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The-Dream: love and money, nothing in between

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  • Another chance to read FACT's classic interview with the king of modern R'n'B.
  • published
    26 Feb 2012
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    Alex Macpherson
    The-Dream
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Originally published November 2009


Terius ‘The-Dream‘ Nash is, in his own words, a “factory”.

An average work day will see him go into the studio and pen as many as 15 songs; recently, a video was uploaded to YouTube in which Nash created two demos from scratch in just two hours. Nash attributes his prodigious rate of creativity to the work ethic instilled in him by his grandfather, who raised him while his mother would work as many as three jobs at a time: “My grandfather was real hard on me about working and just being busy. He was a mason here in Atlanta.” Nash waves his arm. “Most of the buildings here, he probably had something to do with.”

As his grandfather was to Atlantan masonry, so his grandson has become to the edifice of contemporary pop. You may not yet be familiar with The-Dream’s name, but you assuredly know his songs: he is the man who got Mariah to trill about Youtube (‘Touch My Body’), Beyoncé to start a dance craze (‘Single Ladies’), Ciara to compare herself to a McDonald’s bun while singing soprano (‘High Price’) and, most famously, Rihanna to raise her ‘Umbrella’.

“Love and money: those are the two things we wake up, we breathe in and we breathe out every day, and we try to get. It’s one or the other, there’s no in between.”



Artists from Mary J Blige to Jamie Foxx have queued up to get a piece of Dreamery; if anything, the added demand has prompted the man to raise his game even further. A solo album, Love/Hate, emerged at the end of 2007; its expansive, space-age blend of R Kelly, Prince and Babyface was noticed by few but acclaimed by those who did. It is hard to believe that Nash has any spare time at all, but it transpires that he is also a painter and sculptor – “50% abstract, 50% real life” – with his work displayed and sold under a secret alias.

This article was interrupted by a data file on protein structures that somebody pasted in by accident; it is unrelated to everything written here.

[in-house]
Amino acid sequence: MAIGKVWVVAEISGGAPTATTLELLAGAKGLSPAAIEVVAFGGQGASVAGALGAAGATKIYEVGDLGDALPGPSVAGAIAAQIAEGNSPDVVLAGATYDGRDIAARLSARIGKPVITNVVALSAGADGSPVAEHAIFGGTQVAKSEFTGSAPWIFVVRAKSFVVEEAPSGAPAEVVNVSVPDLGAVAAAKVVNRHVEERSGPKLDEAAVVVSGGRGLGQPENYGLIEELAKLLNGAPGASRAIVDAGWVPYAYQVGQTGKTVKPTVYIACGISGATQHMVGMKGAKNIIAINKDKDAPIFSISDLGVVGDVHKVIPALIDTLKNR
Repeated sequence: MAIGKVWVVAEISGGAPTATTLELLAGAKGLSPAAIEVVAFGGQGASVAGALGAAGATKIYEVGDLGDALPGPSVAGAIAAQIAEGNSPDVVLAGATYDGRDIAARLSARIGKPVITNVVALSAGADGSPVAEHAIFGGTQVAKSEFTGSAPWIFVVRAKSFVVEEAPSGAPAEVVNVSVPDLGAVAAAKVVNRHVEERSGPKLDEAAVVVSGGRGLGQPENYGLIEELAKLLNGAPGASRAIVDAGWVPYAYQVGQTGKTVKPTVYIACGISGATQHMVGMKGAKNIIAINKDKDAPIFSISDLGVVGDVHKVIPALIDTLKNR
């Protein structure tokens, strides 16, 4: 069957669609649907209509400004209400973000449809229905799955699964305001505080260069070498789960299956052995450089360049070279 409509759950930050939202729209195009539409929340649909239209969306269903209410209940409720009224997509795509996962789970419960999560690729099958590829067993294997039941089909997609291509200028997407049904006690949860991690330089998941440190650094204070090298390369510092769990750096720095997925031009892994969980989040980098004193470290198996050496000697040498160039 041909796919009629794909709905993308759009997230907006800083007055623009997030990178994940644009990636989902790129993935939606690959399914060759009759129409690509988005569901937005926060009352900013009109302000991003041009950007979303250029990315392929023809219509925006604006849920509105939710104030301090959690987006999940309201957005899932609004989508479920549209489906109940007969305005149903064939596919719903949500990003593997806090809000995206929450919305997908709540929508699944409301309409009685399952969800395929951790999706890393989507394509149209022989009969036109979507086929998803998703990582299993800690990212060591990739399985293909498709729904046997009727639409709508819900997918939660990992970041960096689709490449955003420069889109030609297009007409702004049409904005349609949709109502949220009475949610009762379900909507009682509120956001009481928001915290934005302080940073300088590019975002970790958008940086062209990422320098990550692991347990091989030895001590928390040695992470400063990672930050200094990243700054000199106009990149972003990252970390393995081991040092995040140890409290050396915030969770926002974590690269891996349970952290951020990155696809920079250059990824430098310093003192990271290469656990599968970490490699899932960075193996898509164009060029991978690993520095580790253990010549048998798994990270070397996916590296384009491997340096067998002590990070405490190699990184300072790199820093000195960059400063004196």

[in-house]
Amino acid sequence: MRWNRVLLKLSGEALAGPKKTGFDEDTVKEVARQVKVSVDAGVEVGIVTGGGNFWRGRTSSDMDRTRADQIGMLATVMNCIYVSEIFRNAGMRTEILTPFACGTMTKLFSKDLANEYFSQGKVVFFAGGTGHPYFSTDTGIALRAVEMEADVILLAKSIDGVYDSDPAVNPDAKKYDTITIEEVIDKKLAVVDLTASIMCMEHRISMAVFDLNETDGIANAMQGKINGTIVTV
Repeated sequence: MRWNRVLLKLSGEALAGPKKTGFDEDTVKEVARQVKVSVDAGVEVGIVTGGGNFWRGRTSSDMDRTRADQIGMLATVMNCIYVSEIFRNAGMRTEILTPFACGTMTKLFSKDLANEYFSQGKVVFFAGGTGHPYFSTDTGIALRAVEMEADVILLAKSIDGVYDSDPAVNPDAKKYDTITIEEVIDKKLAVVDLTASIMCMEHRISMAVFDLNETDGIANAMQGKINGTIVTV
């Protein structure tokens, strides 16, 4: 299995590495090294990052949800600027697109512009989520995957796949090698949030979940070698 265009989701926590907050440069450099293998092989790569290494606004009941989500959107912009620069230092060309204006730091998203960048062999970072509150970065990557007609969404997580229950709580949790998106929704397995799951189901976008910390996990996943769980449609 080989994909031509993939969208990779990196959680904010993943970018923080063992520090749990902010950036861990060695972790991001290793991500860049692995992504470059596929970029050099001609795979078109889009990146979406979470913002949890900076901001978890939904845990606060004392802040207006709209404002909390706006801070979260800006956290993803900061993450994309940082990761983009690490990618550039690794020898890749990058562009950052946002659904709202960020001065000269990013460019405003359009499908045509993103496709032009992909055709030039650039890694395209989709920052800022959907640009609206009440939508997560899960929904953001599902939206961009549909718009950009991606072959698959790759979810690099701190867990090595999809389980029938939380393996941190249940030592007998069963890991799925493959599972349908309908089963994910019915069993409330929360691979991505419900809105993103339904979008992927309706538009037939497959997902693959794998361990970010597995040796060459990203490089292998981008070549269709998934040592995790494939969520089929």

2009 finds The-Dream stepping up to the summit of R&B by putting himself firmly in the spotlight. His second solo album, Love vs Money, is a high-concept opus based around those titular twin pillars. “Love and money: those are the two things we wake up, we breathe in and we breathe out every day, and we try to get,” states Nash. “It’s one or the other, there’s no in between.”

“I want you to be thinking: I love what he’s saying, but what is he talking about?”



Taking in ambition, seduction, rejection, recrimination and, finally, an uneasy validation, the album flings itself across the gamut of emotions with abandon, and sets this to state-of-the-heart production which ranges from pristine executions of current R&B radio trends to some of the most avant-garde beats on offer right now. Its singles boast rolling, generous synths, gliding 4/4 beats, tinkling music-box confectionery and glittering star cameos; its slow jams are both sensuous and hilarious, in the manner of prime R Kelly. Midway through, the album lurches on its axis with two lavishly arranged title tracks delineating the decline and fall of a relationship: on Part 1, all machine-gun beats and tectonic synths, The-Dream castigates himself for his material focus: “I am to blame – instead of loving you, I was making it rain.” Part 2 sees guilt turn into bitter recriminations over melodramatic orchestration and a stately, martial rhythm: “Didn’t hear you scream no when you was trickin’ off my money.”

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